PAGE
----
Sony has announced a new method of storing data on magnetic tapes. With some help from IBM, Sony developed a nano-grained magnetic layer to sit in between the protective coating and underlayer. A uniform crystalline particle structure is made possible by Sony's new soft magnetic underlayer technology, resulting in a capacity 74 times the size of conventional tape media.
Magnetic tape storage may seem like a bit of a dinosaur when it comes to modern storage, but that isn't necessarily true. The storage format is excellently suited for archiving purposes, and operations that need to store massive amounts of information in general. This comes at the cost of read/write speeds as tapes only store data linearly.
"A lot of that stigma actually isn't as true as it used to be. Tape technology is getting faster, it's more economical than hard disk drives (HDDs) and it has a smaller carbon footprint because it requires less power," says Enterprise Strategy Group analyst Jason Buffington in a Computer World article.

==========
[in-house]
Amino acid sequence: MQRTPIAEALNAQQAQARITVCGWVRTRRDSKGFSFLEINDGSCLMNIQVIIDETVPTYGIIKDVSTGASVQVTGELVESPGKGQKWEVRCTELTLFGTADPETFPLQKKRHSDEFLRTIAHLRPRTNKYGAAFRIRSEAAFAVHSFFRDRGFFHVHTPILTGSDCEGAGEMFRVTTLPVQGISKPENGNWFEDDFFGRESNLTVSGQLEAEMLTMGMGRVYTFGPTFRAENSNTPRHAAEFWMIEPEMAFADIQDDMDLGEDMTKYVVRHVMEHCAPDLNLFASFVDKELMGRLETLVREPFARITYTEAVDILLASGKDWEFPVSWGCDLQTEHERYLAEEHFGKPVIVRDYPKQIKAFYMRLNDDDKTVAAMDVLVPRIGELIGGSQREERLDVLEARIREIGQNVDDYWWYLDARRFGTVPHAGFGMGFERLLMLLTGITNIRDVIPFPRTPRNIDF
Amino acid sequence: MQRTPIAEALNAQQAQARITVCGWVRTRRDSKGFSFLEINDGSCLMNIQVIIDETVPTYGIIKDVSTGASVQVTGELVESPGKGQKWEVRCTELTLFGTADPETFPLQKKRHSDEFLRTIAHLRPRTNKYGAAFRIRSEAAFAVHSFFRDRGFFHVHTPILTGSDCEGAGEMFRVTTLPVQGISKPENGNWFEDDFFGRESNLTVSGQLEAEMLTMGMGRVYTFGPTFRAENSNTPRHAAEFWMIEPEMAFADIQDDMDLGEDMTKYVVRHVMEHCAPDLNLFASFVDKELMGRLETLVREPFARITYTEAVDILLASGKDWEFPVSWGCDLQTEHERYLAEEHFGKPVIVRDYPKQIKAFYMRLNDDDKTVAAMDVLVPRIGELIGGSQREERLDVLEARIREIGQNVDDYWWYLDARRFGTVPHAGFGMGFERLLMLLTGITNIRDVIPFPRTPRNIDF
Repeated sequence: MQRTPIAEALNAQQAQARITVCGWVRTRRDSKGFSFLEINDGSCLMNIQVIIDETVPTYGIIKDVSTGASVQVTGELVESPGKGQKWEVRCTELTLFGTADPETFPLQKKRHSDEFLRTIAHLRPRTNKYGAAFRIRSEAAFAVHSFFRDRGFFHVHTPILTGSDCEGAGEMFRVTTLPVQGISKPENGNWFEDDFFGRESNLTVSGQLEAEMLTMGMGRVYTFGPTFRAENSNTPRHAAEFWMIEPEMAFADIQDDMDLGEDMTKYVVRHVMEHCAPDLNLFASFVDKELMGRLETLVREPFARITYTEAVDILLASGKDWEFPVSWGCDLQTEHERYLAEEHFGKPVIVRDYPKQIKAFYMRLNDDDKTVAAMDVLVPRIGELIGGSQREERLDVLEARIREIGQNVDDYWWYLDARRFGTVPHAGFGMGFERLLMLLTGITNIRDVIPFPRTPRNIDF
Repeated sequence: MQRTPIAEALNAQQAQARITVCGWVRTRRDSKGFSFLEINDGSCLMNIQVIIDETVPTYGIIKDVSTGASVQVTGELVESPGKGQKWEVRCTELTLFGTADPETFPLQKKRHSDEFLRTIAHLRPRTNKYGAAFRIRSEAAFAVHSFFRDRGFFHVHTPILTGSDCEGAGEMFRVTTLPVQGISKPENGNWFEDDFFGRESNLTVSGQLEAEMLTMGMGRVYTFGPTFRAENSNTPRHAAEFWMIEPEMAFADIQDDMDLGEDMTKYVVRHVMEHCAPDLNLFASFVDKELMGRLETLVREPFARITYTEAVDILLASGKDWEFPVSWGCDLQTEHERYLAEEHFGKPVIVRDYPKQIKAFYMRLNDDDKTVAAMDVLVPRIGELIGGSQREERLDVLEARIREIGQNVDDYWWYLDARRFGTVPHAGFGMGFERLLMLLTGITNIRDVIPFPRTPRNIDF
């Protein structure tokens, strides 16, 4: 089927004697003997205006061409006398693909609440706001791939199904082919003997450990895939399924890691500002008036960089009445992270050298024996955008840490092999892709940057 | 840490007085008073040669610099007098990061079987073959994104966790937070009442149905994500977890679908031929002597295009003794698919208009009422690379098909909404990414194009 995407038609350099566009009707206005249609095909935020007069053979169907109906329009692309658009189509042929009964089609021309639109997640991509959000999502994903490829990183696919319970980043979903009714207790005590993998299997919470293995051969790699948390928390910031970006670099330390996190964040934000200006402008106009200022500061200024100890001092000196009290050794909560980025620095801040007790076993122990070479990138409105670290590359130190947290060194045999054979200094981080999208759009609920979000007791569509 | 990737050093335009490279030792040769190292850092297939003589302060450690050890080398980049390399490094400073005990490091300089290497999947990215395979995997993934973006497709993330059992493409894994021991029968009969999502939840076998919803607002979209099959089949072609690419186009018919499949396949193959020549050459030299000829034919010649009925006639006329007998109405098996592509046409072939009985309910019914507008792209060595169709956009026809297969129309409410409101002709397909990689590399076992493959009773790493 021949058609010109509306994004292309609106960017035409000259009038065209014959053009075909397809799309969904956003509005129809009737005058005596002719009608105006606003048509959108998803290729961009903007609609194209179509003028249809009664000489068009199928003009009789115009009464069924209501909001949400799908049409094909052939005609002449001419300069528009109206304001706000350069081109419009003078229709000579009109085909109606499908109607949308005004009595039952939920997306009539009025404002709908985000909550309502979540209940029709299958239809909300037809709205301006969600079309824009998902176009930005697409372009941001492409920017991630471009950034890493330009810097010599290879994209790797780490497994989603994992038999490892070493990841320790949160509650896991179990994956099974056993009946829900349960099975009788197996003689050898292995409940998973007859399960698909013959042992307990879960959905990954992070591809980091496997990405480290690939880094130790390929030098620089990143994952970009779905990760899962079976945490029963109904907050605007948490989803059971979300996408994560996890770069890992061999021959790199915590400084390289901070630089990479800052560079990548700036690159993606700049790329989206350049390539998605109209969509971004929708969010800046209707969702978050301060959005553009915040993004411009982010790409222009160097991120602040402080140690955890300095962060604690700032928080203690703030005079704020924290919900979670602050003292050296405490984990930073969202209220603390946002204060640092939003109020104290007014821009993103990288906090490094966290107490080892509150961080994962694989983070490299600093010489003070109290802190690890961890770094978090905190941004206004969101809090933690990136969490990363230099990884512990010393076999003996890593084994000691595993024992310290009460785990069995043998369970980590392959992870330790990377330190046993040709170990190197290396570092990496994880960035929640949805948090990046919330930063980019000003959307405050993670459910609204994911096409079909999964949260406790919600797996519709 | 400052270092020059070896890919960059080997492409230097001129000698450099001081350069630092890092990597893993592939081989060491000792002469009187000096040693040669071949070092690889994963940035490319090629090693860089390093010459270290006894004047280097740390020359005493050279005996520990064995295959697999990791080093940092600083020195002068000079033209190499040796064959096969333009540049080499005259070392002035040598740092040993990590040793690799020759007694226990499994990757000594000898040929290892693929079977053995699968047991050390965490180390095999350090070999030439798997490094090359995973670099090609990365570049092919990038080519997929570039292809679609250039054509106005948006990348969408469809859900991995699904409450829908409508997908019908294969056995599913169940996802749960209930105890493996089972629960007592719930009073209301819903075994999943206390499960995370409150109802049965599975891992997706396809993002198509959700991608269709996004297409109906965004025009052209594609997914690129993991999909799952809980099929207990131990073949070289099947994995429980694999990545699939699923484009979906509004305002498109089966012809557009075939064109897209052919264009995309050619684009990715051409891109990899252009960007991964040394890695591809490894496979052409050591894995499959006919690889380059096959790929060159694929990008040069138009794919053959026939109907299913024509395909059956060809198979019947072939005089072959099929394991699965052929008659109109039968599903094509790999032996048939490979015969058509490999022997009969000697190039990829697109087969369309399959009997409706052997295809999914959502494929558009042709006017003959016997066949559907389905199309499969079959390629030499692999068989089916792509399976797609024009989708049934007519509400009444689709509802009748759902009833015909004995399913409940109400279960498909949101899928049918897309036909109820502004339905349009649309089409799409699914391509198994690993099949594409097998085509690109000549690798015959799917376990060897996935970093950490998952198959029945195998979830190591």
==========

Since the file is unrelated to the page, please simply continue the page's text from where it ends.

Magnetic tape storage capacity is measured in GB/in2 with standard tape storage coming in at around 2GB/in2. Sony's new magnetic tape technology has an approximate capacity of 148GB/in2 with a possible total capacity of 185 terabytes (TB) per cartridge.
"In recent years, the rapid recovery of data systems such as databases and data servers following natural disasters, as well as secure management of information has become ever more important, and companies around the world are proceeding to build new data systems," according to Sony. "In addition, the expansion of cloud services and the creation of new markets to utilize big data have led to a growing need for a data storage media which can store large amounts of information."
The amount of data being recorded and processed in the world is growing at an alarming rate. According to IDC's 2013 Digital Universe Report, the enterprise produced 202 exabytes (EB) in 2012, with a total of 898EB produced that year. The report predicts the global total will rise to 6.6 zettabytes (ZB) by 2020. Read IDC's complete report (PDF available here).
Sony's new high capacity magnetic tape may prove to be a good choice for enterprises' archiving needs.
For more detailed information on Sony's magnetic tape technology visit sony.com.